If you don’t know the area well, the Wicklow Mountains are towards the east/ south-east coast of Ireland and are just over an hour drive south of Dublin. My local walk from home, took in the equally dramatic but more accessible coastline.

Walking Greystones to Bray Cliff Path

I’m still surprised to this day by the number of people who have never explored Ireland,

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Maps For All Devices

Recent Comments

  • rolag on The Grey Wethers Stone CirclesI love this page. Thank you for sharing your experiences of the beauty of the land in a most unique place.
  • Keisha Charles on Amberley Circular WalkHi What's the nearest train station to this walk? I live in brixton
  • Chris Newham on Steyning Super Bowl WalkHello Gary (or any other reader who can help). Your wonderful article suggests you might be able to help me. My mother, who used to be a long term resident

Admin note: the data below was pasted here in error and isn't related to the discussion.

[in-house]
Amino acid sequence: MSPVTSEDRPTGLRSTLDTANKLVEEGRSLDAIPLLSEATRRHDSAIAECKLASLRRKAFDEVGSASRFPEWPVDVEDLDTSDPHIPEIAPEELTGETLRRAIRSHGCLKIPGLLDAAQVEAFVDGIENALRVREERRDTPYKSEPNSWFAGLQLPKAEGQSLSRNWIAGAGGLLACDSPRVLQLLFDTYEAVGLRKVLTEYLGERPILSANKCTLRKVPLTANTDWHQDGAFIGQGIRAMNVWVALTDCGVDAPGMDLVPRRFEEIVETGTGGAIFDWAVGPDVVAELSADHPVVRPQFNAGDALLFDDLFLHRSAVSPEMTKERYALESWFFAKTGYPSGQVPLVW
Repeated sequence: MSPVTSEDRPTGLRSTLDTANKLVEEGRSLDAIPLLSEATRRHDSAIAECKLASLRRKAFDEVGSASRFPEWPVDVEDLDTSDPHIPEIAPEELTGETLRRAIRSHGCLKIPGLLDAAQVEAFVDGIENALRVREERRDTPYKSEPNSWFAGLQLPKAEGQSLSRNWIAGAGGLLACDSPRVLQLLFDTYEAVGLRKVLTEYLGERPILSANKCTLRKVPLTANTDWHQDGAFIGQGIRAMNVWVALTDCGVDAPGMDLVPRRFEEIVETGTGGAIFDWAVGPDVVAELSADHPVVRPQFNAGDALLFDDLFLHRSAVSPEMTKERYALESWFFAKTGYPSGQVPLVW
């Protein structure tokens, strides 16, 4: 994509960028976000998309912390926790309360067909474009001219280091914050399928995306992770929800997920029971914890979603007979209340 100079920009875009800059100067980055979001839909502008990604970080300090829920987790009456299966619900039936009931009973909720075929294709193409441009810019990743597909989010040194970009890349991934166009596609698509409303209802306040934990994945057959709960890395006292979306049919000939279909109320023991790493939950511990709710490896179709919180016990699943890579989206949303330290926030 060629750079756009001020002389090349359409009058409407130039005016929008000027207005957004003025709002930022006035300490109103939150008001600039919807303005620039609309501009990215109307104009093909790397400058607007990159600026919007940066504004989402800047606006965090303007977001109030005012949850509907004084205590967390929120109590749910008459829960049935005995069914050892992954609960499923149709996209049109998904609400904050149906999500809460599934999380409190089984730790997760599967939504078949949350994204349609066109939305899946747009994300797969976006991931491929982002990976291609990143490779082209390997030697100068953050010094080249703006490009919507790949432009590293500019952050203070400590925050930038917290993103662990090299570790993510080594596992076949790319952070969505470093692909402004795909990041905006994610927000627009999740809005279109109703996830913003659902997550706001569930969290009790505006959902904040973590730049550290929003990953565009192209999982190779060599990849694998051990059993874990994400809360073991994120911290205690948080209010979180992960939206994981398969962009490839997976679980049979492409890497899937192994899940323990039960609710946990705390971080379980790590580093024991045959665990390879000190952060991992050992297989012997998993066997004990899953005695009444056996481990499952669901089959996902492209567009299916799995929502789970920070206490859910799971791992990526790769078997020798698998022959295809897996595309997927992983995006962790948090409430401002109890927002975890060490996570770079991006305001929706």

• Tim Benham on South Downs Churchill Tank – Sleeping GiantMy son and I saw ur posts which helped us find the tank today... was splendid.... whilst there 5 other people turned up to see it... she still draws a
  • Nina French on Escape The South Downs WayHi Malcolm. Just wanted to say thanks for the guidance on the wonderful Kithurst Hill to Burpham and back walk. Did it today with Asterix the Beagle on a glorious
  • M art in hayes on 15 Litre Hydration Rucksack – Gear ReviewCan I fit a bigger rucksack over the top of this,whilst walking,sorry if this is a stupid question,I do carry water with me as I am a long distance walker.
  • Sharolyn Craft on Border Collie Dave – Chapter 8I lived your story. We rescued a Border Collie after our last one died. She taught herself how to be my husband’s Service Dog both snuffing to make sure his
  • Malcolm Oakley on Border Collie Dave – Chapter 9Hello Sophie, thank you for reading Dave's adventures, hope you are enjoying the insight into our life changes!
  • Sophie on Border Collie Dave – Chapter 9Great post! I love Dave - I'm glad you both had a great time walking out on Dartmoor. It's always so lovely there when the sun comes out. I hope
  • Malcolm Oakley on South Downs Churchill Tank – Sleeping GiantThank you for your comment. It's a beautiful location up by the tank, glad you enjoyed it.